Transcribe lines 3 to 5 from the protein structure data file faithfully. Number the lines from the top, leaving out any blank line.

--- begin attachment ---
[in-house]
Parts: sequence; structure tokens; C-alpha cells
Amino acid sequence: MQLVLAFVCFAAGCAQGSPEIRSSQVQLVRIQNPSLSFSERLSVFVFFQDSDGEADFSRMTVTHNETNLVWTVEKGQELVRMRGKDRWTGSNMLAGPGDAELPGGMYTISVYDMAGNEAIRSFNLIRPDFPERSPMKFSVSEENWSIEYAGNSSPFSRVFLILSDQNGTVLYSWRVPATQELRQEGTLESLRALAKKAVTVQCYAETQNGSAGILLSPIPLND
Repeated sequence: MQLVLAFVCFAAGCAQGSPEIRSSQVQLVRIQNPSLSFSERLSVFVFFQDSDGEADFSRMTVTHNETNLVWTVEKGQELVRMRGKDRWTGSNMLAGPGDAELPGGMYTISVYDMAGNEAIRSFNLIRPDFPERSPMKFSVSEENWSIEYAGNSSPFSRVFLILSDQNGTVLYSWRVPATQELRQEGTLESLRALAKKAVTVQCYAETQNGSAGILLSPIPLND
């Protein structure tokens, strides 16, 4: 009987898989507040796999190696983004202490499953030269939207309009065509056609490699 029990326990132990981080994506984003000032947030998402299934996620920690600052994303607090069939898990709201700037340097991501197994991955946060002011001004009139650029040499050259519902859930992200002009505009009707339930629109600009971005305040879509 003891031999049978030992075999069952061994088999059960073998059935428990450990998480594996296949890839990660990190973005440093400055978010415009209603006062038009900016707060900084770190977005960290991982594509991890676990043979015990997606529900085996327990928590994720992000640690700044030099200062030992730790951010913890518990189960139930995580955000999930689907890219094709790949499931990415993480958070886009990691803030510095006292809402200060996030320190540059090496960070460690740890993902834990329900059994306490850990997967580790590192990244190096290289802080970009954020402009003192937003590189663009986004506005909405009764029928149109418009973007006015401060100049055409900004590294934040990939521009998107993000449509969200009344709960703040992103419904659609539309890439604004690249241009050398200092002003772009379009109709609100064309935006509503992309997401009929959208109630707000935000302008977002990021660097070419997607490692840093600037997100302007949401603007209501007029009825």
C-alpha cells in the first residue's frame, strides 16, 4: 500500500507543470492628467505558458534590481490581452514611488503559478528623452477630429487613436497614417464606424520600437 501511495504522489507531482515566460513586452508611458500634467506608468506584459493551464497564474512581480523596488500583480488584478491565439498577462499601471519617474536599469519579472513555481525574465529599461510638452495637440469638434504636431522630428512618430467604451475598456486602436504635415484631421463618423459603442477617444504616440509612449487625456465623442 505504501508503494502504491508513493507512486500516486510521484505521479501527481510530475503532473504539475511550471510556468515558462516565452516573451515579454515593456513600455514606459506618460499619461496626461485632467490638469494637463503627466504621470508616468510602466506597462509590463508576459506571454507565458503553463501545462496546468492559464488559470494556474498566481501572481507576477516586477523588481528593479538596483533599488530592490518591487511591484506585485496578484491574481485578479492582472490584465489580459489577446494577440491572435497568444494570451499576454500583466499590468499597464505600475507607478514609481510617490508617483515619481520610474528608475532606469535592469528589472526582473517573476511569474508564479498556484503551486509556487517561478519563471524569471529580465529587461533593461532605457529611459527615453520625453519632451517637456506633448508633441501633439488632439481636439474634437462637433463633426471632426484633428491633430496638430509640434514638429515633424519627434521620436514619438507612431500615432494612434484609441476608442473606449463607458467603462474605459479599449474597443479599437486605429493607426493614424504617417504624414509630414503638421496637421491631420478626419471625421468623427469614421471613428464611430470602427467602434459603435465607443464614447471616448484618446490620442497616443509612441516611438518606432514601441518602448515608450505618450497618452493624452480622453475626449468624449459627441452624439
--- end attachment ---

Amino acid sequence: MQLVLAFVCFAAGCAQGSPEIRSSQVQLVRIQNPSLSFSERLSVFVFFQDSDGEADFSRMTVTHNETNLVWTVEKGQELVRMRGKDRWTGSNMLAGPGDAELPGGMYTISVYDMAGNEAIRSFNLIRPDFPERSPMKFSVSEENWSIEYAGNSSPFSRVFLILSDQNGTVLYSWRVPATQELRQEGTLESLRALAKKAVTVQCYAETQNGSAGILLSPIPLND
Repeated sequence: MQLVLAFVCFAAGCAQGSPEIRSSQVQLVRIQNPSLSFSERLSVFVFFQDSDGEADFSRMTVTHNETNLVWTVEKGQELVRMRGKDRWTGSNMLAGPGDAELPGGMYTISVYDMAGNEAIRSFNLIRPDFPERSPMKFSVSEENWSIEYAGNSSPFSRVFLILSDQNGTVLYSWRVPATQELRQEGTLESLRALAKKAVTVQCYAETQNGSAGILLSPIPLND
């Protein structure tokens, strides 16, 4: 009987898989507040796999190696983004202490499953030269939207309009065509056609490699 029990326990132990981080994506984003000032947030998402299934996620920690600052994303607090069939898990709201700037340097991501197994991955946060002011001004009139650029040499050259519902859930992200002009505009009707339930629109600009971005305040879509 003891031999049978030992075999069952061994088999059960073998059935428990450990998480594996296949890839990660990190973005440093400055978010415009209603006062038009900016707060900084770190977005960290991982594509991890676990043979015990997606529900085996327990928590994720992000640690700044030099200062030992730790951010913890518990189960139930995580955000999930689907890219094709790949499931990415993480958070886009990691803030510095006292809402200060996030320190540059090496960070460690740890993902834990329900059994306490850990997967580790590192990244190096290289802080970009954020402009003192937003590189663009986004506005909405009764029928149109418009973007006015401060100049055409900004590294934040990939521009998107993000449509969200009344709960703040992103419904659609539309890439604004690249241009050398200092002003772009379009109709609100064309935006509503992309997401009929959208109630707000935000302008977002990021660097070419997607490692840093600037997100302007949401603007209501007029009825």